5 Tips to Move Forward After Infidelity and Divorce
By: Cherie Morris and Vicki Vollweiler
Last Update: December 28, 2016
By Vicki Vollweiler, Certified Divorce Coach
As a divorce coach, I hear one story over and over: infidelity. The person who stepped out on the marriage can be either male or female. In all cases, it seems, one person is left alone... distraught, confused, and scared about the future.
One partner is left to wonder, How did all of this happen? Were there signs of problems? Why me? How could he or she do this to our family? How do I get over the shame and embarrassment that he or she caused? What could I have done differently? All these thoughts occur when one person has most likely already moved on. How to cope? Try these practical tips for moving forward after infidelity and divorce:
1. From an Emotional Perspective:
- Firstly and most importantly, know that you did nothing wrong. Do not feel guilty, apologetic, or ashamed. The infidelity was not your fault.
- Sometimes, we just have to accept what is. Perhaps, this bump (or maybe crater) in the road will provide you with future opportunities for love, for happiness, for growth. And, I promise, you will heal with time.
- You may, at times, need to fake a smile until it is real. This problem, while tragic, is not the end. Your real smile, expressing real joy, will come out again.
- Learn to practice gratitude for all that you have, whether it be a good friend, a roof over your head, or something other.
2. From a Legal Perspective:
- Many states are now considered "no fault" in terms of divorce. Ask your attorney if this applies to you. If it does, it will not matter at all if one person had an affair. There will be no revenge in court for infidelity.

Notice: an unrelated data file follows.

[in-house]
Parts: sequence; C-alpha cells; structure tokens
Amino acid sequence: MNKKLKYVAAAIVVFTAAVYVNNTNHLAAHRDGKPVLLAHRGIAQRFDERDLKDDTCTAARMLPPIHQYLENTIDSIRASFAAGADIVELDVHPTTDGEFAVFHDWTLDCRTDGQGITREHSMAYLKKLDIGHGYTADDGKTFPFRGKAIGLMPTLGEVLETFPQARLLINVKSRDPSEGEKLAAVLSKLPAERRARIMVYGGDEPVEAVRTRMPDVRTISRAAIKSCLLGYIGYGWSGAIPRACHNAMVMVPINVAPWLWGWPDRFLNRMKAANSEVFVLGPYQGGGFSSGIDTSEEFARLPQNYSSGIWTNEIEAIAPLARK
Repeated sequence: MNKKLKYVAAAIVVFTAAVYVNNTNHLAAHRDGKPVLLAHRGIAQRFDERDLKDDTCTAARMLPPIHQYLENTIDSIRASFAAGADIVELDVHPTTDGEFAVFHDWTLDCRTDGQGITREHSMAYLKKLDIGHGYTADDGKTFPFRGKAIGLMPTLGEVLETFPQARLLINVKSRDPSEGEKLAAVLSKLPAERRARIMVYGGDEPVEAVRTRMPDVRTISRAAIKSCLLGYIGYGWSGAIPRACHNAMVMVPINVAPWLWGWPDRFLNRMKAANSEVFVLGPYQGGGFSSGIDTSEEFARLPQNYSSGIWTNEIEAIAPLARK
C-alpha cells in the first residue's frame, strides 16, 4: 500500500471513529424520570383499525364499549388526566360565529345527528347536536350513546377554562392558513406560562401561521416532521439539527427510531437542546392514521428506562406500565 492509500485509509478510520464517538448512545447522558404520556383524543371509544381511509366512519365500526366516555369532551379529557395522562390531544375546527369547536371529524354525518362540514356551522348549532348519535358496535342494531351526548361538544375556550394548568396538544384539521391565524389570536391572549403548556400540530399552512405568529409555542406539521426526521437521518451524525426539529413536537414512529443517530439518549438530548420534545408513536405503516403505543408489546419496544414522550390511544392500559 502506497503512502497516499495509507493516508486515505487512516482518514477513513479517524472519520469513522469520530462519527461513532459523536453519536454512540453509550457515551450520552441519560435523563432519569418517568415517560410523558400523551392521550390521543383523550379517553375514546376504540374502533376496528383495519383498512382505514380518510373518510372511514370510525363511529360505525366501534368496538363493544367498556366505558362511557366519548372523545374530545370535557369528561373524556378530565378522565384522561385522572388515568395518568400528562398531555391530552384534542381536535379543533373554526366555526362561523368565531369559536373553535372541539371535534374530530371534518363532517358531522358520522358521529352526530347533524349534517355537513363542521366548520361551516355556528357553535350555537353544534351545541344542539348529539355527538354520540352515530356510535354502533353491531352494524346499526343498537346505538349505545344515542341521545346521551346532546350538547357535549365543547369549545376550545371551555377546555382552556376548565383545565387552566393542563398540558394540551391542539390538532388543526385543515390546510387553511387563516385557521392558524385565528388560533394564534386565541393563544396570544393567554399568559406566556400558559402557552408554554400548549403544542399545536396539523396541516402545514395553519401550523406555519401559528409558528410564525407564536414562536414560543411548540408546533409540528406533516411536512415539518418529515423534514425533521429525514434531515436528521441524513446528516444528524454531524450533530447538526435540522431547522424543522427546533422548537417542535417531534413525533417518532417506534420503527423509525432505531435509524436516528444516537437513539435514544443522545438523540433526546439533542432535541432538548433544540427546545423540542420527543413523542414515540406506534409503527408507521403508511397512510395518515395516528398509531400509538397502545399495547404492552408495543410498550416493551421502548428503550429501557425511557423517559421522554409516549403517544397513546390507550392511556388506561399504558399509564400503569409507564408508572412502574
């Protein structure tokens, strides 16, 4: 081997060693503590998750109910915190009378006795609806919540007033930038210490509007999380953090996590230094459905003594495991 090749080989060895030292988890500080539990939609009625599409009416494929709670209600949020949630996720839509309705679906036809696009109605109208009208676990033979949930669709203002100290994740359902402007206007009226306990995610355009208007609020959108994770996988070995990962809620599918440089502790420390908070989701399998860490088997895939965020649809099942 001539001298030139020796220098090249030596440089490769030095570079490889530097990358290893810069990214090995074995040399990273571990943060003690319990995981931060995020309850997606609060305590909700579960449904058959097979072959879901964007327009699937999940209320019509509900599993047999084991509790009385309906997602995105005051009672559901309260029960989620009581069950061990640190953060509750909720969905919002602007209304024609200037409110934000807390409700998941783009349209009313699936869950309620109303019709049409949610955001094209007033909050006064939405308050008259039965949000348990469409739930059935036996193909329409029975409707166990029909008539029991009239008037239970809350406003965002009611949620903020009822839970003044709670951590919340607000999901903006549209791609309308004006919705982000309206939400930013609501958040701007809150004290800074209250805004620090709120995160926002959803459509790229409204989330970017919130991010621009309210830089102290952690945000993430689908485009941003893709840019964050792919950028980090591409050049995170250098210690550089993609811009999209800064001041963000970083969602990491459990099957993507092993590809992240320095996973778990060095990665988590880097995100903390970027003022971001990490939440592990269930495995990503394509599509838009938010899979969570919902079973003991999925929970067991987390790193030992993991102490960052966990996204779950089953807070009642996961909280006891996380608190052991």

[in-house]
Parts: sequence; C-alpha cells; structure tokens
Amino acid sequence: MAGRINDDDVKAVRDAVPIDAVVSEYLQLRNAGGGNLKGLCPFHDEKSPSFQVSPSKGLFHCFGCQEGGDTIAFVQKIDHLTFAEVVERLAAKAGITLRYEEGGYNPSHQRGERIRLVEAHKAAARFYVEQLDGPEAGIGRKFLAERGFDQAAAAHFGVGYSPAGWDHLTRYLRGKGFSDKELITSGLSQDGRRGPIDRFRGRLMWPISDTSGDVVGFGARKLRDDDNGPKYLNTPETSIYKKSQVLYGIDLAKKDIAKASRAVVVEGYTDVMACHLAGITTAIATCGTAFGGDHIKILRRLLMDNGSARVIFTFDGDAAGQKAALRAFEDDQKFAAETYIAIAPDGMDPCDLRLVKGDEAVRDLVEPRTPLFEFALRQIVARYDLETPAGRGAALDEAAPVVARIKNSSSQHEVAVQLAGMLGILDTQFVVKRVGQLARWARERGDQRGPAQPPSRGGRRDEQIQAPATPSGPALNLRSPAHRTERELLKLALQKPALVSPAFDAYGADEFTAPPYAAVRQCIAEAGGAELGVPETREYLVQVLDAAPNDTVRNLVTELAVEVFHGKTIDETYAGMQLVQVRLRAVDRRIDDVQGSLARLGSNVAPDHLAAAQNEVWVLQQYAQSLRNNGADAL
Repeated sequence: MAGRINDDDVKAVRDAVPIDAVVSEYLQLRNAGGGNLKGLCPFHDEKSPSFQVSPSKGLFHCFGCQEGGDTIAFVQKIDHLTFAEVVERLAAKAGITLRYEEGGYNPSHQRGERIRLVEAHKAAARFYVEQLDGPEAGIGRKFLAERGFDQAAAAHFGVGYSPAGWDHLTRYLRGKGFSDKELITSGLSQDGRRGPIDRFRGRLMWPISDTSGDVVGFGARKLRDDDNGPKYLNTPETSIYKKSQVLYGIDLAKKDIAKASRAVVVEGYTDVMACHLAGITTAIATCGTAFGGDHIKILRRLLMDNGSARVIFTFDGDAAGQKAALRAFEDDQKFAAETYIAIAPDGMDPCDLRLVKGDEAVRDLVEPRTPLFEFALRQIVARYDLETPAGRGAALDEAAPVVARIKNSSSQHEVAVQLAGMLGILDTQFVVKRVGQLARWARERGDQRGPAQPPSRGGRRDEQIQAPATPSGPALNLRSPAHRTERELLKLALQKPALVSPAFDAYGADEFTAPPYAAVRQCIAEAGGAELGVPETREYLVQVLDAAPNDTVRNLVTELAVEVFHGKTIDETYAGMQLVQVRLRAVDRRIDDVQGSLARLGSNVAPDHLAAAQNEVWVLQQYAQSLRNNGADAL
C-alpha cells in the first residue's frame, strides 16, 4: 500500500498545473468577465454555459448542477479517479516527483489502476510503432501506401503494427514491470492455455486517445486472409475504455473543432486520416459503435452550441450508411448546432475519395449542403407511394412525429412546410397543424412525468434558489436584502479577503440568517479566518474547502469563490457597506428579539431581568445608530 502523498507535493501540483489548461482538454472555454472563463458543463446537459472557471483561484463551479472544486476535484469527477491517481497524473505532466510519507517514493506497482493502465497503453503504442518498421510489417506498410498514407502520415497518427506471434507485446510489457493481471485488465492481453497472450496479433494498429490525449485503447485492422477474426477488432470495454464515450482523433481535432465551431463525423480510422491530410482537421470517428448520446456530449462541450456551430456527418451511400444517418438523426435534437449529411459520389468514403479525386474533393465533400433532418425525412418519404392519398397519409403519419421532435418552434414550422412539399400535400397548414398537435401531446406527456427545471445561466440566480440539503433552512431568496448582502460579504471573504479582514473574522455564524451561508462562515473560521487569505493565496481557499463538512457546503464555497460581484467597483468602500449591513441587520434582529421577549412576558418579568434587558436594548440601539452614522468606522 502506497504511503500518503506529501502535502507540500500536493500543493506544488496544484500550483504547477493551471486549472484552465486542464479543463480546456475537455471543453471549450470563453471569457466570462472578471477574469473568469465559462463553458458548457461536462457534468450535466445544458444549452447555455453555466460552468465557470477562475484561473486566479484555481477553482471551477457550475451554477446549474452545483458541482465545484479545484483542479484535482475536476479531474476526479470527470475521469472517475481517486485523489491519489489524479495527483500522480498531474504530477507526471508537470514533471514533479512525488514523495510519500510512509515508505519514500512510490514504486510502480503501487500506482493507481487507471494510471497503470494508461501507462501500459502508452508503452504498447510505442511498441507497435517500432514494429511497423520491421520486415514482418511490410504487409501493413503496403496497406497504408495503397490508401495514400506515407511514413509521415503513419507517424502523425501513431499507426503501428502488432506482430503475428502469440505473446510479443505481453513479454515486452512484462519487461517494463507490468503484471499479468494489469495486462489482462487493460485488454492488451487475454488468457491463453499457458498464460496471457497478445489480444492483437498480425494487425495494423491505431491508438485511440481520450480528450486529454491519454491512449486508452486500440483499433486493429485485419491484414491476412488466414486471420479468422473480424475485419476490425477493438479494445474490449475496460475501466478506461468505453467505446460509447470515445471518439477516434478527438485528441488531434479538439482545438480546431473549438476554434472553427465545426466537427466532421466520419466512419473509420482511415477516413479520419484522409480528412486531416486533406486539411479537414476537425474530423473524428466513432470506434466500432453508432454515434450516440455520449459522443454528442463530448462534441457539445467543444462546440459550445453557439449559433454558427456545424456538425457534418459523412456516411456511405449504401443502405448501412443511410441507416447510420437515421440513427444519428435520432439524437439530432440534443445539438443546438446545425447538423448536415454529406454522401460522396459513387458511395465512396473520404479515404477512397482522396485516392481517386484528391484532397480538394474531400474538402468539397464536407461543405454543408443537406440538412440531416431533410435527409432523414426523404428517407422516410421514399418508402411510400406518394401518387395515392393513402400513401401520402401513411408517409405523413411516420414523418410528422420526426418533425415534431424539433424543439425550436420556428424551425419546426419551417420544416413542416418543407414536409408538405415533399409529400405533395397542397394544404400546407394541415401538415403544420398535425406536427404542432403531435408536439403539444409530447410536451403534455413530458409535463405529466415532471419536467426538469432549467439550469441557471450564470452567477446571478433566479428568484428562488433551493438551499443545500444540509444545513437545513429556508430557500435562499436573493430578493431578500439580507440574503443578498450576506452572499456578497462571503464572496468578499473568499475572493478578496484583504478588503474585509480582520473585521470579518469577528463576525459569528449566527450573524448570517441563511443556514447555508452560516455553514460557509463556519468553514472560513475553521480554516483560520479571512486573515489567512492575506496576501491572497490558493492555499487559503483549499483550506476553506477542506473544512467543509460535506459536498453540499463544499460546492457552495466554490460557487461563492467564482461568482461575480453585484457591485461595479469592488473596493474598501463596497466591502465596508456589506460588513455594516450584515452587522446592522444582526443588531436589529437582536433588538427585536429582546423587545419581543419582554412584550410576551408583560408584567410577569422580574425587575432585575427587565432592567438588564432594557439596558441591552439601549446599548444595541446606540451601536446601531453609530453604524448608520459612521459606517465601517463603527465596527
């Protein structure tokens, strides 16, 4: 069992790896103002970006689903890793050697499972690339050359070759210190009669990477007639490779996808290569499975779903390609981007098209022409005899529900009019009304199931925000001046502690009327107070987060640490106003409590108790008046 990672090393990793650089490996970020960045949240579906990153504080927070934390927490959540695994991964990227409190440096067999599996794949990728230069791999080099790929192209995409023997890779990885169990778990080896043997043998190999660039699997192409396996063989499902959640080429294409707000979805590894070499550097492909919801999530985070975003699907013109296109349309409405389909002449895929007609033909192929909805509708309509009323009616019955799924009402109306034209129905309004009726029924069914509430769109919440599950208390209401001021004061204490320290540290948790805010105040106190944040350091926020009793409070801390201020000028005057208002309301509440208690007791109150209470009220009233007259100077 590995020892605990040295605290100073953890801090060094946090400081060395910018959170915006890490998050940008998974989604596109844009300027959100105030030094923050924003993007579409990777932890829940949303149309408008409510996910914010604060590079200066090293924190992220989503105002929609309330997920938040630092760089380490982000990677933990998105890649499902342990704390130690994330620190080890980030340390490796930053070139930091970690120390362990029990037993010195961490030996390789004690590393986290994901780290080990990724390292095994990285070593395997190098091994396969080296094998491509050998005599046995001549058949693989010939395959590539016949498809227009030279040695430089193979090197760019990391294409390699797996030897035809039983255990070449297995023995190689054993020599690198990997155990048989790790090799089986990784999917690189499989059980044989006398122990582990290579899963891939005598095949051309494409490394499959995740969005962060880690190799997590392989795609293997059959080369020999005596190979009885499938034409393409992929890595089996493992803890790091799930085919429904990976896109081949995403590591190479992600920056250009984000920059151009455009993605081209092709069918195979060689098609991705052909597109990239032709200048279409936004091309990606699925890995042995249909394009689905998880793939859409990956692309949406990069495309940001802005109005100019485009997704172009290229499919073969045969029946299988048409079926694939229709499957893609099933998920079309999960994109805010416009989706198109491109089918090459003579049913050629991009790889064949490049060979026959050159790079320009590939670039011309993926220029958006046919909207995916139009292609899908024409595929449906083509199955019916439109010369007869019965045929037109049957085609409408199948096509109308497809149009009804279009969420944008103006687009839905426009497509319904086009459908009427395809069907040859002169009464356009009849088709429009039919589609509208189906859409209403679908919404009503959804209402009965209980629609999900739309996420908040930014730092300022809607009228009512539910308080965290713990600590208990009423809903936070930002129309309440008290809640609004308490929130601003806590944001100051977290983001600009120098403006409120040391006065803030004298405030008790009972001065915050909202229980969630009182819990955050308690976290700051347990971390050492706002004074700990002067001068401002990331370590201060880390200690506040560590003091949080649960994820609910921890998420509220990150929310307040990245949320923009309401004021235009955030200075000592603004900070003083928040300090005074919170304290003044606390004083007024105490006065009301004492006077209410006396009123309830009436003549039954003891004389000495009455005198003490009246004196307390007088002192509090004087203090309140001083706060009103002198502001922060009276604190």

- As the song from the movie Frozen goes…Let It Go. This also can be applied to adultery in a no-fault divorce state (again, speak with your legal representation about your specific situation). This may be extremely difficult now but will certainly help you emotionally, which will in turn lead to the saving of both time and money in the divorce process.
3. From A Medical Perspective:
- As your doctor will surely tell you… ”Get tested!” If there was infidelity, there is potential exposure to disease. Get tested and treatment, if needed.
- Before engaging in intimately with others, ask your new partner to also be tested and to share their results with you. If you can be close, you can be open and honest and share your concerns.
4. For Your Children:
- If you have children, focus on your kids. Be the best parent that you can be. Let them remember you as doing the best thing for them during this very difficult time. Try to stick with the kids’ normal routines.
- Continue to (or even step up to) provide the love and reassurance that your children need during the family change.
- Also, do not speak poorly of your spouse to your kids. Kids do not need to know about adult topics in terms of infidelity. This person is still their other parent whom they love.
- Always act in the best interests of your children!
5. For Yourself:
- Seek the help of a divorce coach, a therapist, or a support that will help you process the changes you are experiencing in your life. Do it for yourself and for your children.
- When you are ready, consider your role in the marriage. One person’s choice to be unfaithful is never your fault. But, as you move forward and consider other relationships, think about what you can learn from this one.
Developing a mindset that is both forward-looking and positive may seem difficult right now, but this is what is needed to get through any major life change. You deserve to be happy. It’s your right and your responsibility to allow that possibility.
Vicki Vollweiler and Cherie Morris are both Certified Divorce Coaches and co-founders of Dear Divorce Coach.